The Effects of Divorce on Children

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There is a great deal of personal, anecdotal evidence about the effects of divorce. Still, research by both psychologists and sociologists has provided many important insights into the short- and long-term problems that children face when marriages, and families, break up.

In the last several years, various college professors have done what are called "meta analyses," that is, studies of other studies. They were seeking to determine what the overall conclusions were based on the reports and the research. The findings are fascinating, if somewhat saddening.

Children's initial reactions to divorce

Naturally, divorce is a very stressful experience for everyone in the family, particularly children. One study from 1980 showed that under 10% of children felt supported by adults other than relatives while the worst part of the divorce was under way. Common problems for children at these times are the sense of vulnerability, grief reactions to losing an intact family and feelings of powerlessness.

Divorce is not like losing a grandparent or other family tragedies. In divorces, almost exclusively, children are hit with the loss of support systems, as a result of the unwillingness or ignorance of adults to offer other kinds of support.

Response of children at different ages

Over the past 30 to 40 years, a great deal of evidence has accumulated to show common reactions to divorce based on age group. Preschoolers ages 3 to 5 may slip back ("regress") from a recent developmental achievement, and suffer from sleep disturbances. The also tend to show great fear of losing the non-custodial parent ("separation anxiety").

Children from 5 to 8 are more likely to grieve openly over the departed parent. This age group also showed a strong preoccupation with replacement fantasies, with daydreams and "wishes" that their parents might reunite soon. The idea of a permanent change is difficult for children in this age range. From 8 to 11, the dominant responses are anger and powerlessness. In these children there is a tendency to label parents "good" and "bad," as well.

Adolescents have serious reactions

Adolescents between ages 12 and 18 are likely to respond to their parents' divorce with depression, ideas of suicide and occasionally violent episodes of "acting out." At this age, they start considering the moral issues of divorce and often judge the decisions of their parents. Adolescents are much more likely, too, to become anxious and afraid about their future relationships.

On the other hand, children in this older, more experienced and educated age group can perceive integrity if it truly exists in their parents' post-separation relationship. They are able to show compassion for their both parents and siblings without simultaneously neglecting their own emotional needs.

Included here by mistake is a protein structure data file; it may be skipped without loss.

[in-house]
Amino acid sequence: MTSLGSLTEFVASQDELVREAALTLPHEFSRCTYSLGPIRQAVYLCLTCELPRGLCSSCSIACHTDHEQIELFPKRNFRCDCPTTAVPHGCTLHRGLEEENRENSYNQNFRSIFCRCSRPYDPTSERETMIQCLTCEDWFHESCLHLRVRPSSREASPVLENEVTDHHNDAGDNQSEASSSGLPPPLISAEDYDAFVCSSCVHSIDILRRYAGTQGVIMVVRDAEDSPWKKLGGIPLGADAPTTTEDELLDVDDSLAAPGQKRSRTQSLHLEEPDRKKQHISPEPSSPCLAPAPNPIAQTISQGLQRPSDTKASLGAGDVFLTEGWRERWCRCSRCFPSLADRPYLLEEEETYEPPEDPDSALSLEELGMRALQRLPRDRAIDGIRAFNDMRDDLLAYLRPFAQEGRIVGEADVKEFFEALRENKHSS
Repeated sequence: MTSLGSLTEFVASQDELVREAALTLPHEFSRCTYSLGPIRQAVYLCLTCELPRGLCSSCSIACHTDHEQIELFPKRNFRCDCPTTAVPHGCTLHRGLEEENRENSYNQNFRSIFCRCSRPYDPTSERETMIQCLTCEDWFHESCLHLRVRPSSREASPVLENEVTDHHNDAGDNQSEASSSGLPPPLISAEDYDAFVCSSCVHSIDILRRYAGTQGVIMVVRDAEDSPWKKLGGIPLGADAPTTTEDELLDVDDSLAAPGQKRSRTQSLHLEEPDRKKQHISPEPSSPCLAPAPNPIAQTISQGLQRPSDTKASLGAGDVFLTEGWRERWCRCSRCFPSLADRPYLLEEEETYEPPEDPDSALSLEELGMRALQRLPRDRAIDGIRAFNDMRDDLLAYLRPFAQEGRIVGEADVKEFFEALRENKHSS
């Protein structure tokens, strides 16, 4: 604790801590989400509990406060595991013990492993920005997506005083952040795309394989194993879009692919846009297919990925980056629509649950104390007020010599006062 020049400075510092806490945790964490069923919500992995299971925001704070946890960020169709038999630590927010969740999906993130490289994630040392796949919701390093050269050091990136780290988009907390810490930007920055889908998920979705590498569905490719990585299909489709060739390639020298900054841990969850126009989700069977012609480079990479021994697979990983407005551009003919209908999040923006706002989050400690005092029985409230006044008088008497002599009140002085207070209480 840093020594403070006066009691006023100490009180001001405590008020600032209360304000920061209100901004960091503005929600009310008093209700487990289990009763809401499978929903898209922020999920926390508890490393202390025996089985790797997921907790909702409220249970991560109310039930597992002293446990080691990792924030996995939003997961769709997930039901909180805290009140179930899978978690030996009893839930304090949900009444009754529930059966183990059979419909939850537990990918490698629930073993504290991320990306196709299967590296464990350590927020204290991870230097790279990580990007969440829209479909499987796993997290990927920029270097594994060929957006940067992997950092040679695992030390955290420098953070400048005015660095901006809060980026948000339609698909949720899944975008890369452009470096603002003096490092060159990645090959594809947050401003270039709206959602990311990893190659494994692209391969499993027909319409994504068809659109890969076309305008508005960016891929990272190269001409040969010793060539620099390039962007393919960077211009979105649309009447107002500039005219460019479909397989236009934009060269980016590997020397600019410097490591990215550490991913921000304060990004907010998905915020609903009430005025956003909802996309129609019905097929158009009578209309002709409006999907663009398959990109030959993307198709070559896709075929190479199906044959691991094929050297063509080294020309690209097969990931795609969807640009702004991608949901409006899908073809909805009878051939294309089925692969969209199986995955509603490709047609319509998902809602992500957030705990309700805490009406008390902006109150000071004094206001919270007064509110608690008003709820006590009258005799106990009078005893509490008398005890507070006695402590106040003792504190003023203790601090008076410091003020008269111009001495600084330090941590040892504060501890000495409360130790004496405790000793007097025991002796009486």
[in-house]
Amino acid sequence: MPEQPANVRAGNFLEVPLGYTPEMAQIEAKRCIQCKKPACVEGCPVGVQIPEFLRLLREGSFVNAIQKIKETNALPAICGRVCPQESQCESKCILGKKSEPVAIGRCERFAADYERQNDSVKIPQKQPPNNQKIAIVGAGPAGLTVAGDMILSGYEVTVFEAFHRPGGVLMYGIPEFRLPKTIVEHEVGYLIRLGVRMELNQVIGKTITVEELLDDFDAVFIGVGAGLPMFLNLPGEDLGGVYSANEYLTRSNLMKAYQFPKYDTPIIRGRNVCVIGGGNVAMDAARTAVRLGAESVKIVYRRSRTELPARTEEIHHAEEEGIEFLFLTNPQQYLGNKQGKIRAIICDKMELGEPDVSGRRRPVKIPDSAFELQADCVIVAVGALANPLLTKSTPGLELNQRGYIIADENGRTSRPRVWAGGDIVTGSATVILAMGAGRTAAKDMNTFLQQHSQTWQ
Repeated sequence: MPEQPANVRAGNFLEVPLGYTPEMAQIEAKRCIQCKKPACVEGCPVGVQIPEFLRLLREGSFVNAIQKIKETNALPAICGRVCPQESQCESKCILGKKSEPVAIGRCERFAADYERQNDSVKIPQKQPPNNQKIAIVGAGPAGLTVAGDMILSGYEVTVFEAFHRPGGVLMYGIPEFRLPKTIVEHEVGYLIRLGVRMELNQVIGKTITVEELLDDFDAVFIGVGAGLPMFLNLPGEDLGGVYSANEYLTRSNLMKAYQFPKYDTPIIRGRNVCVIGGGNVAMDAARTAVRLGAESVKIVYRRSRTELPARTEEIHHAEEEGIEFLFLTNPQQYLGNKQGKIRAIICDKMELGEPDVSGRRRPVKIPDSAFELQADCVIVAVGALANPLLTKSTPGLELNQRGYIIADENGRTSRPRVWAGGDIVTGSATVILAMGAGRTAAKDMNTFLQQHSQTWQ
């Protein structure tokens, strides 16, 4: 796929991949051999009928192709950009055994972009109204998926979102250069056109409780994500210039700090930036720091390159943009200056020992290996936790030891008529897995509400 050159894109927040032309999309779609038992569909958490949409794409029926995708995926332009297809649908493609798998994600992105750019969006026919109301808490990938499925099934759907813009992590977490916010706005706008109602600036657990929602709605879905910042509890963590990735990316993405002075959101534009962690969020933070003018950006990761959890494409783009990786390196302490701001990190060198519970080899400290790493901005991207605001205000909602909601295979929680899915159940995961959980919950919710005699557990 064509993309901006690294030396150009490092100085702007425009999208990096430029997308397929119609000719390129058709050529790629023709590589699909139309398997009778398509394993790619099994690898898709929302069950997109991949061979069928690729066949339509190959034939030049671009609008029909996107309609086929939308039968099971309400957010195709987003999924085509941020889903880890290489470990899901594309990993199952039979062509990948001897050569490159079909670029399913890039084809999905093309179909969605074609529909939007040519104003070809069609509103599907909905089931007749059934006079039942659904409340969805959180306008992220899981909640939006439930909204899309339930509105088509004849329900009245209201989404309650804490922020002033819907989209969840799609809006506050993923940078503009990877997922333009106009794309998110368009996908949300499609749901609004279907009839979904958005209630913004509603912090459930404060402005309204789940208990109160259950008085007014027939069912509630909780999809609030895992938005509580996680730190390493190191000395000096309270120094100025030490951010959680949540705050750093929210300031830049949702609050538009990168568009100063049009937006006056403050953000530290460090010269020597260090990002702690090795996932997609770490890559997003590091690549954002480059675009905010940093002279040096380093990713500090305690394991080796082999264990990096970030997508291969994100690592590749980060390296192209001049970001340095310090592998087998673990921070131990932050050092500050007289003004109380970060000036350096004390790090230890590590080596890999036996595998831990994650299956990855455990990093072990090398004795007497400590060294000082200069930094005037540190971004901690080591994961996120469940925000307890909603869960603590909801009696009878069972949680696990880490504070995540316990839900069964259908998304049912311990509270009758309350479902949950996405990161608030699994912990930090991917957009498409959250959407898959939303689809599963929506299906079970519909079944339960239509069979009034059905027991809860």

How divorce affects the parent-child relationship

Clinically, it is called "diminished parenting." After divorce, the majority of custodial mothers experiences various amounts of anger, and lowers their standards of what constitutes appropriate behavior from their children. Often these parents are unable to separate the children's needs and behavior from their own. Diminished parenting will be just a short-term reaction to divorce if parents work to rebuild their relationships with their children.

Problems also ensue when parents get involved in new romantic relationships that appear to move their children into second place. It is important that parents, while working on their own healing, do not neglect what is happening to their children. The balancing act is quite difficult, of course.

Basic conclusions

It has long been known, without clinical research to back up the notions, that divorce and its repercussions have serious, life-changing effects on children of all ages. Their wellbeing during the crisis, and afterward in their adult lives, is put to the test in the most severe fashion. Clearly, children need significant interventions to weather these storms and be "survivors" rather than victims.

Every aspect of a child's life is impacted. The parent-child relationship, developing emotions, behavioral mechanisms, psychological development and general "coping skills" are all affected directly by the trauma of divorce. The common sense reaction to these problems is to provide loving, involved support to the children, an important part of which is simply observing what occurs as a result of the divorce-then addressing the matter forthrightly and immediately.

On the professional front, there is a significant need for all child mental health professionals-in concert with such other child specialists as educators, counselors and physicians-to watch for a broad range of possible fall-out from a divorce. As children's reactions indicate what is going on with them emotionally and intellectually, families can provide the right kinds of professional support for children of divorced parents, and tend to all the necessary psychological and social aspects of the children's lives.The lawyers of Family Law Solutions are recognized for their integrity and professionalism. As one of Santa Cruz attorney firms our expert lawyers will have the skill and sensitivity your looking for. Visit online today.

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